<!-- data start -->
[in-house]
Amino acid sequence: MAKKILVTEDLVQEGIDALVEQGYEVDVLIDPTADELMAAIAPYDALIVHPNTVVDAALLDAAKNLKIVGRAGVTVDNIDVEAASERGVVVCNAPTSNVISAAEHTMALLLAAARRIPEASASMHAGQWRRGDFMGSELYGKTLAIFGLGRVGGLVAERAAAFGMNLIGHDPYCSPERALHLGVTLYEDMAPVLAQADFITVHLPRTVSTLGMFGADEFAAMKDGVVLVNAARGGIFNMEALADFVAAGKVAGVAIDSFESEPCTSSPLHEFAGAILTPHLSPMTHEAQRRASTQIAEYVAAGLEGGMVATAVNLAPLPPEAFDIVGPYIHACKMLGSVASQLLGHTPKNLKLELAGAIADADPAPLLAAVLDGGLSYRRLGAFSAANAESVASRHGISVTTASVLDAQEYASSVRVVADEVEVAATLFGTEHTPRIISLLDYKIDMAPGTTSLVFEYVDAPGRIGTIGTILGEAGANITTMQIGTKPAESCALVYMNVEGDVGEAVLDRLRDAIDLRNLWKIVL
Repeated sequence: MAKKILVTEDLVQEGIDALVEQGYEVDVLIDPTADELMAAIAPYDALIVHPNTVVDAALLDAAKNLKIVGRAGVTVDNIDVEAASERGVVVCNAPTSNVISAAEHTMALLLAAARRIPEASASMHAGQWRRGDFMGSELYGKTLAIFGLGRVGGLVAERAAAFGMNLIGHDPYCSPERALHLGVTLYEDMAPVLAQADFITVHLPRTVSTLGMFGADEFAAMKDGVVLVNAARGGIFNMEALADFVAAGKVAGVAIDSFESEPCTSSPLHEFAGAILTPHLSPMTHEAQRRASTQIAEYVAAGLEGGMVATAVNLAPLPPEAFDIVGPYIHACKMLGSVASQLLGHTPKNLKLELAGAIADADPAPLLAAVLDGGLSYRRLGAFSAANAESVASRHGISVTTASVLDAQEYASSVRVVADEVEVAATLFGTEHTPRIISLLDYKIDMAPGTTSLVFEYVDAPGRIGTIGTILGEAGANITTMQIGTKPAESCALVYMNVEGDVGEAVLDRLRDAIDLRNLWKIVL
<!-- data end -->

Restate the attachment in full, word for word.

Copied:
[in-house]
Amino acid sequence: MAKKILVTEDLVQEGIDALVEQGYEVDVLIDPTADELMAAIAPYDALIVHPNTVVDAALLDAAKNLKIVGRAGVTVDNIDVEAASERGVVVCNAPTSNVISAAEHTMALLLAAARRIPEASASMHAGQWRRGDFMGSELYGKTLAIFGLGRVGGLVAERAAAFGMNLIGHDPYCSPERALHLGVTLYEDMAPVLAQADFITVHLPRTVSTLGMFGADEFAAMKDGVVLVNAARGGIFNMEALADFVAAGKVAGVAIDSFESEPCTSSPLHEFAGAILTPHLSPMTHEAQRRASTQIAEYVAAGLEGGMVATAVNLAPLPPEAFDIVGPYIHACKMLGSVASQLLGHTPKNLKLELAGAIADADPAPLLAAVLDGGLSYRRLGAFSAANAESVASRHGISVTTASVLDAQEYASSVRVVADEVEVAATLFGTEHTPRIISLLDYKIDMAPGTTSLVFEYVDAPGRIGTIGTILGEAGANITTMQIGTKPAESCALVYMNVEGDVGEAVLDRLRDAIDLRNLWKIVL
Repeated sequence: MAKKILVTEDLVQEGIDALVEQGYEVDVLIDPTADELMAAIAPYDALIVHPNTVVDAALLDAAKNLKIVGRAGVTVDNIDVEAASERGVVVCNAPTSNVISAAEHTMALLLAAARRIPEASASMHAGQWRRGDFMGSELYGKTLAIFGLGRVGGLVAERAAAFGMNLIGHDPYCSPERALHLGVTLYEDMAPVLAQADFITVHLPRTVSTLGMFGADEFAAMKDGVVLVNAARGGIFNMEALADFVAAGKVAGVAIDSFESEPCTSSPLHEFAGAILTPHLSPMTHEAQRRASTQIAEYVAAGLEGGMVATAVNLAPLPPEAFDIVGPYIHACKMLGSVASQLLGHTPKNLKLELAGAIADADPAPLLAAVLDGGLSYRRLGAFSAANAESVASRHGISVTTASVLDAQEYASSVRVVADEVEVAATLFGTEHTPRIISLLDYKIDMAPGTTSLVFEYVDAPGRIGTIGTILGEAGANITTMQIGTKPAESCALVYMNVEGDVGEAVLDRLRDAIDLRNLWKIVL